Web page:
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The A to Z of mathematics a basic guide - Sidebotham T.H.

Sidebotham T.H. The A to Z of mathematics a basic guide - Wiley publishing , 2002. - 489 p.
ISBN 0-471-15045-2
Download (direct link): theatozofmath2002.pdf
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Reference: Carry.
DECREASING FUNCTION
The concept of a strictly decreasing function is explained using a specific function y = x2, which is defined for all real numbers. Suppose A in figure a is the point with coordinates (—3, 9) and B is the point (—2, 4). Over the interval from A to B, the x values increase in size from —3 to —2, but the y values decrease in size from 9 to 4. As x increases, y decreases, and we say that the function y = x2 is strictly decreasing over the interval from A to 15. The gradient of the line segment AS is negative, and this also is an indication that the function is strictly decreasing over this interval. In
152 DEGREE
fact the function y = x2 is strictly decreasing for all values of x that are less than zero.
Consider another two points on the curve, C(l, 1) and D(2, 4). Over this interval from C to D, the x values increase in size from 1 to 2, and the y values also increase in size from 1 to 4. As x increases, y increases, and we say that the function y = x2 is strictly increasing over the interval from C to D. The gradient of the line segment CD is positive, and this also is an indication that the function is strictly increasing over this interval. In fact the function y = x2 is strictly increasing for all values of x that are greater than zero.
At the origin, where the gradient is zero, the function y = x2 is neither strictly decreasing nor strictly increasing. For this reason it is called a stationary point.
y yi
X CM ii y = 2“*
0 x 0 X
(b)
If a function is strictly increasing throughout its domain, we say it is a strictly increasing function. For example the function y = 2X (see figure b) is a strictly increasing function, because it is strictly increasing for all values of x. Similarly, the function y = 2~x is a strictly decreasing function.
References: Function, Gradient, Stationary Point.
DEGREE
There are three different meanings for the word degree as generally used in mathematics.
1. A degree is one of the units used for measuring the size of an angle, which is an amount of turning. Other units are radians and gradians. A degree is a very small amount of turning and in size it is 1/360 of a full turn; or complete turn. There are 360 degrees in a full turn; in symbols we write this as 360°. Angles in degrees are measured with a protractor. A person in the army would soon leam that a half turn is the same as an “about turn” and is a rotation of 180°. This division of a full turn into 360 equal parts called degrees was devised by the Babylonians about 3000 years ago and is still in use today. 360 is a useful figure to use, because it has so many factors.
2. A degree is a unit for measuring the temperature of something with a thermometer. Two of the units that may be used are degrees Celsius and degrees Fahrenheit.
3. The degree of a polynomial is the highest power of the variable. For example,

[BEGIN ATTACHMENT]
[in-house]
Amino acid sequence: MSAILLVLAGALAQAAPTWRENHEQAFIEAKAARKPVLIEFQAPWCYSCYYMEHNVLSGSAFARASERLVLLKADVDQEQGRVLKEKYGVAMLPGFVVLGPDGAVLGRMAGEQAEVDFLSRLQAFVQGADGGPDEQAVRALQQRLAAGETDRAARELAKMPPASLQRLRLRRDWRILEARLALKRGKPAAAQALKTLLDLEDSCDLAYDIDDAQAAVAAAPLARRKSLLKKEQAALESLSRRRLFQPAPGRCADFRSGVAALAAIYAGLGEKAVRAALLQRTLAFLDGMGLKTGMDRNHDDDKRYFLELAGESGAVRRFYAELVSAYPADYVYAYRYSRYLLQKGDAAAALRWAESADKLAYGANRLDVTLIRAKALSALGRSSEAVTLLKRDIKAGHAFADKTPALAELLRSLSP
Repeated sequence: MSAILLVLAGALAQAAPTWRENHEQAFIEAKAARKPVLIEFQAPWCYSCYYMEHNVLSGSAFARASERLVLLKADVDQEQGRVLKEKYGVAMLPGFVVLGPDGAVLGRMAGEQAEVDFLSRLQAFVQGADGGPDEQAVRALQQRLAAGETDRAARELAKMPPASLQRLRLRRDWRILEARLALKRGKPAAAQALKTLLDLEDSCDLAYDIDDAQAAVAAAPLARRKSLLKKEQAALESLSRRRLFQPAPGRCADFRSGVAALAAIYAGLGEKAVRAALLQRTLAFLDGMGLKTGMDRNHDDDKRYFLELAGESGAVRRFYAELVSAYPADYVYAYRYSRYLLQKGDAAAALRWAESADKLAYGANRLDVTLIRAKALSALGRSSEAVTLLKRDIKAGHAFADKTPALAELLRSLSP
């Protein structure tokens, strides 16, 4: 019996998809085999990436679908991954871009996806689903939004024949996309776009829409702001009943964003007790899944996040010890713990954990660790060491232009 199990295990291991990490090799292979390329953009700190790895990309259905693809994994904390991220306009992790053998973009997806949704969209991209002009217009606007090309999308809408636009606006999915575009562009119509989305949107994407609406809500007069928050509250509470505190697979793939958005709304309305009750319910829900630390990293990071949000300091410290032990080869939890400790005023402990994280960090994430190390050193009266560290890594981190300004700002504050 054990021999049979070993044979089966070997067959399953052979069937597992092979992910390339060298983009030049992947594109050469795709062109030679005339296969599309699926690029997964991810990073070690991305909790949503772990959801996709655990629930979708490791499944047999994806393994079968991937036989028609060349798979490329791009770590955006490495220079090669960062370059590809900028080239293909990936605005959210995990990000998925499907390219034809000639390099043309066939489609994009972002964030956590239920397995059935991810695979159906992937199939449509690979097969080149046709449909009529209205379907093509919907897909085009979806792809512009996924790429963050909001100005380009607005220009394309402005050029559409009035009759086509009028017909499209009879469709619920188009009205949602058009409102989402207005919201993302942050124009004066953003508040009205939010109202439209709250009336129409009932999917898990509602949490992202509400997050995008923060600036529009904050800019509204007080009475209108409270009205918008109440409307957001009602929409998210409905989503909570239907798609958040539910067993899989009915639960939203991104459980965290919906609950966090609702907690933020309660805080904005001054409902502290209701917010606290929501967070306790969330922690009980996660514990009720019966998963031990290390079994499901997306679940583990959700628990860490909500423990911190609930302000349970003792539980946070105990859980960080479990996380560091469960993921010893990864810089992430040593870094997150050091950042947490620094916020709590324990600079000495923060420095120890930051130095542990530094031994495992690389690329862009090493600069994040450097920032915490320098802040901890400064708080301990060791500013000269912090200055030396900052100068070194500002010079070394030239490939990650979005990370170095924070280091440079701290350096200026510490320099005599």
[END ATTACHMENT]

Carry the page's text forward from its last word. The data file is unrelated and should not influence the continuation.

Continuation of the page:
the polynomial 3x4 — 2x2 + 1 is of degree 4, because the highest power of the variable x is 4. A polynomial does not have negative powers.
References: Acute Angle, Angle, Protractor, Radian.
DEPENDENT VARIABLE 153
DELTA
This is the fourth letter of the Greek alphabet; the lower case letter is <5, and the capital letter is A. The capital letter A is commonly used in mathematics for the discriminant of a quadratic equation or as a very small, but finite, increase of a variable. For example, Ax is a small increase in x.
References: Quadratic Equations, Variable.
DENARY NUMBERS
Reference: Decimal System.
DENOMINATOR
A fraction is made up of two numbers, one above the other. The top number is called the numerator of the fraction and the bottom number is called the denominator of the fraction. The numerator is sometimes called the dividend and the denominator is sometimes called the divisor. For example, the numerator of the fraction | is 2 and the denominator is 3. The mixed number 2| must first be written as the improper fraction 19/7, which has a numerator of 19 and a denominator of 7. The algebraic fraction 3ab/4x2 has a numerator of 3ab and a denominator of 4x2.
References: Algebraic Fractions, Fraction, Lowest Common Denominator, Mixed Number. DEPENDENT VARIABLE
Suppose William has $30 at present, and decides to save $5 each week. After x weeks suppose he has saved $y. The equation connecting the variables x and y is y = 5x + 30. In this equation the amount of money saved (y) is dependent on the number of weeks (x) he has been saving, and so y is called the dependent variable. The number of weeks x is called the independent variable. When we graph the equation (see figure) the independent variable x goes on the horizontal axis and the dependent variable goes on the vertical axis.
References: Equations, Straight-Line Graph, Variable.
154 DIAGONAL
DEPRESSION (ANGLE OF)
Reference: Angle of Depression.
DEPTH
This is the distance from the top to the bottom of an object, whereas the height of an object is the distance from the bottom to the top. So the depth and the height are the same distance, but viewed from different positions. We talk about the depth of a hole or the depth of a swimming pool when viewed from the surface, but we talk about the height of a tower or a power pole when viewed from ground level.
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